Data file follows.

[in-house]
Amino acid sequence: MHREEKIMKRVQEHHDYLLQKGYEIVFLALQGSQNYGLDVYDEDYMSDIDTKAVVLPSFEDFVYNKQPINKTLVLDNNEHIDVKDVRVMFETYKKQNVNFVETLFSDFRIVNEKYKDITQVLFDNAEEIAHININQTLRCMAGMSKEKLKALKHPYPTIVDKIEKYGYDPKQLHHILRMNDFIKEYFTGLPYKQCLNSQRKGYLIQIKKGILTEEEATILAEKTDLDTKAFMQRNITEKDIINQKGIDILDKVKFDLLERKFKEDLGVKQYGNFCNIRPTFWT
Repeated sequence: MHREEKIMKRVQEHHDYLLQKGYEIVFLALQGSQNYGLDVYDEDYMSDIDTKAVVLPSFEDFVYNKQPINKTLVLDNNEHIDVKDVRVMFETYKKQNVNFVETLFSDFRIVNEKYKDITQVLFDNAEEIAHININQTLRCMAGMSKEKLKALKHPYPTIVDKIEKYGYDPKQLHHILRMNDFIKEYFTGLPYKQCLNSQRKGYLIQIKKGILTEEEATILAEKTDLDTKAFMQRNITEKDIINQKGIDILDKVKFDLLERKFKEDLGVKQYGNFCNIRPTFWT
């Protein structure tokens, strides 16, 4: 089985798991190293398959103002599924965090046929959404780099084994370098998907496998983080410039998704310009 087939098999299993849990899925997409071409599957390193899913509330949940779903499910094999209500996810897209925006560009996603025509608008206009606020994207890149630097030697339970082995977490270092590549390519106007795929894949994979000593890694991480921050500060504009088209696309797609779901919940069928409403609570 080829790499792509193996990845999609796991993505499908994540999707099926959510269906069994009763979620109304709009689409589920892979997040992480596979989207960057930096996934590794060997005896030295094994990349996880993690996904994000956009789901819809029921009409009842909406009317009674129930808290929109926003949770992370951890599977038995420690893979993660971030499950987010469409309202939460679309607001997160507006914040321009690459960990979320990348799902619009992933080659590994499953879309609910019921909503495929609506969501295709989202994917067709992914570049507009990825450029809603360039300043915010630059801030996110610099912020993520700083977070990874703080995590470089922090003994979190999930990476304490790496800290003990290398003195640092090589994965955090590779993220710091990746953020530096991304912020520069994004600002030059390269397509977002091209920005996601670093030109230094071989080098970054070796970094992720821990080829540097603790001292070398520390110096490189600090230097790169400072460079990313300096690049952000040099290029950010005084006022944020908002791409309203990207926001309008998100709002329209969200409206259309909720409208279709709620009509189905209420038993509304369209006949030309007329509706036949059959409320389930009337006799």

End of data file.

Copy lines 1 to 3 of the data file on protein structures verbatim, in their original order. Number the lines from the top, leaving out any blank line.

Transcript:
[in-house]
Amino acid sequence: MHREEKIMKRVQEHHDYLLQKGYEIVFLALQGSQNYGLDVYDEDYMSDIDTKAVVLPSFEDFVYNKQPINKTLVLDNNEHIDVKDVRVMFETYKKQNVNFVETLFSDFRIVNEKYKDITQVLFDNAEEIAHININQTLRCMAGMSKEKLKALKHPYPTIVDKIEKYGYDPKQLHHILRMNDFIKEYFTGLPYKQCLNSQRKGYLIQIKKGILTEEEATILAEKTDLDTKAFMQRNITEKDIINQKGIDILDKVKFDLLERKFKEDLGVKQYGNFCNIRPTFWT
Repeated sequence: MHREEKIMKRVQEHHDYLLQKGYEIVFLALQGSQNYGLDVYDEDYMSDIDTKAVVLPSFEDFVYNKQPINKTLVLDNNEHIDVKDVRVMFETYKKQNVNFVETLFSDFRIVNEKYKDITQVLFDNAEEIAHININQTLRCMAGMSKEKLKALKHPYPTIVDKIEKYGYDPKQLHHILRMNDFIKEYFTGLPYKQCLNSQRKGYLIQIKKGILTEEEATILAEKTDLDTKAFMQRNITEKDIINQKGIDILDKVKFDLLERKFKEDLGVKQYGNFCNIRPTFWT